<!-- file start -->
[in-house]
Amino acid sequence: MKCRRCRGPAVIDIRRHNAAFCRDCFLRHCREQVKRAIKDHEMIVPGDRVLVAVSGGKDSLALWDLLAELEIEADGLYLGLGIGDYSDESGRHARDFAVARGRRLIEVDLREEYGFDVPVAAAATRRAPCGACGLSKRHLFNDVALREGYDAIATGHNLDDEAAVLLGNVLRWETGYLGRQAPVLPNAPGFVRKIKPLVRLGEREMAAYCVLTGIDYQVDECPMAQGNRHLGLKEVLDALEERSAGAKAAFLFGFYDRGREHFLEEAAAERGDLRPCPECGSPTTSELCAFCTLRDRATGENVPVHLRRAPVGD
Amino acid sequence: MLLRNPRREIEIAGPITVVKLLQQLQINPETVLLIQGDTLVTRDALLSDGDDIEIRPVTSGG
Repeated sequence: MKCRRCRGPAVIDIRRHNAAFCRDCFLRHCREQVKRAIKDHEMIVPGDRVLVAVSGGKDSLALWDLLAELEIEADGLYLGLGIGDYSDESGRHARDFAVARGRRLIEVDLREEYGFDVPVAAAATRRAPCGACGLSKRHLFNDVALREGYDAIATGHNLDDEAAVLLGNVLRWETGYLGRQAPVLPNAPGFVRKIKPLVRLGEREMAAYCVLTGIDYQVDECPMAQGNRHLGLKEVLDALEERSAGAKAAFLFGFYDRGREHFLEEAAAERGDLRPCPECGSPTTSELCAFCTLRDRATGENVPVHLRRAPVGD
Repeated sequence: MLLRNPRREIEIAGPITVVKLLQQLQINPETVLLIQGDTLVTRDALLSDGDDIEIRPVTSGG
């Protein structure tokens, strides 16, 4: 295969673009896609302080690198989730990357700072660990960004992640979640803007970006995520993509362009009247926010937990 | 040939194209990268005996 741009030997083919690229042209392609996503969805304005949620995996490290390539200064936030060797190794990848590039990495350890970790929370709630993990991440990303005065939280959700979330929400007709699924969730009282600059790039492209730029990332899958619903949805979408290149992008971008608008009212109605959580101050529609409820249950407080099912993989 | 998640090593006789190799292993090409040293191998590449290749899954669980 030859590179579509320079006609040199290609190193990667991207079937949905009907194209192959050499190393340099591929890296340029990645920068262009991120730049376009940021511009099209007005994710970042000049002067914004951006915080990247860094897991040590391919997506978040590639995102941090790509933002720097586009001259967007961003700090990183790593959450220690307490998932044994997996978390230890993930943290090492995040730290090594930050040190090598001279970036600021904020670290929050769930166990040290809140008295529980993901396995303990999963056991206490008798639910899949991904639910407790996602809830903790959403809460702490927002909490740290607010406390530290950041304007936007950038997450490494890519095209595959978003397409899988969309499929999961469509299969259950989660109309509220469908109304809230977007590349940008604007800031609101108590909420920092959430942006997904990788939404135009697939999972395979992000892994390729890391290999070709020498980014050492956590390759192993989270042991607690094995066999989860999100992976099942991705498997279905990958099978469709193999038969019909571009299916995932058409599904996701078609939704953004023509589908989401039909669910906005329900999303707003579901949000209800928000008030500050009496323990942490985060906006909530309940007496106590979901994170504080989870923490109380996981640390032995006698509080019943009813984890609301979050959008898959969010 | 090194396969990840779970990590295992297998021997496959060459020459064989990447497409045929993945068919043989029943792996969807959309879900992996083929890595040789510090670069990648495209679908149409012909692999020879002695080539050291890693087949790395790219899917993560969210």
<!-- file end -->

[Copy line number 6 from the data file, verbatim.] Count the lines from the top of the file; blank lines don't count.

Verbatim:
């Protein structure tokens, strides 16, 4: 295969673009896609302080690198989730990357700072660990960004992640979640803007970006995520993509362009009247926010937990 | 040939194209990268005996 741009030997083919690229042209392609996503969805304005949620995996490290390539200064936030060797190794990848590039990495350890970790929370709630993990991440990303005065939280959700979330929400007709699924969730009282600059790039492209730029990332899958619903949805979408290149992008971008608008009212109605959580101050529609409820249950407080099912993989 | 998640090593006789190799292993090409040293191998590449290749899954669980 030859590179579509320079006609040199290609190193990667991207079937949905009907194209192959050499190393340099591929890296340029990645920068262009991120730049376009940021511009099209007005994710970042000049002067914004951006915080990247860094897991040590391919997506978040590639995102941090790509933002720097586009001259967007961003700090990183790593959450220690307490998932044994997996978390230890993930943290090492995040730290090594930050040190090598001279970036600021904020670290929050769930166990040290809140008295529980993901396995303990999963056991206490008798639910899949991904639910407790996602809830903790959403809460702490927002909490740290607010406390530290950041304007936007950038997450490494890519095209595959978003397409899988969309499929999961469509299969259950989660109309509220469908109304809230977007590349940008604007800031609101108590909420920092959430942006997904990788939404135009697939999972395979992000892994390729890391290999070709020498980014050492956590390759192993989270042991607690094995066999989860999100992976099942991705498997279905990958099978469709193999038969019909571009299916995932058409599904996701078609939704953004023509589908989401039909669910906005329900999303707003579901949000209800928000008030500050009496323990942490985060906006909530309940007496106590979901994170504080989870923490109380996981640390032995006698509080019943009813984890609301979050959008898959969010 | 090194396969990840779970990590295992297998021997496959060459020459064989990447497409045929993945068919043989029943792996969807959309879900992996083929890595040789510090670069990648495209679908149409012909692999020879002695080539050291890693087949790395790219899917993560969210």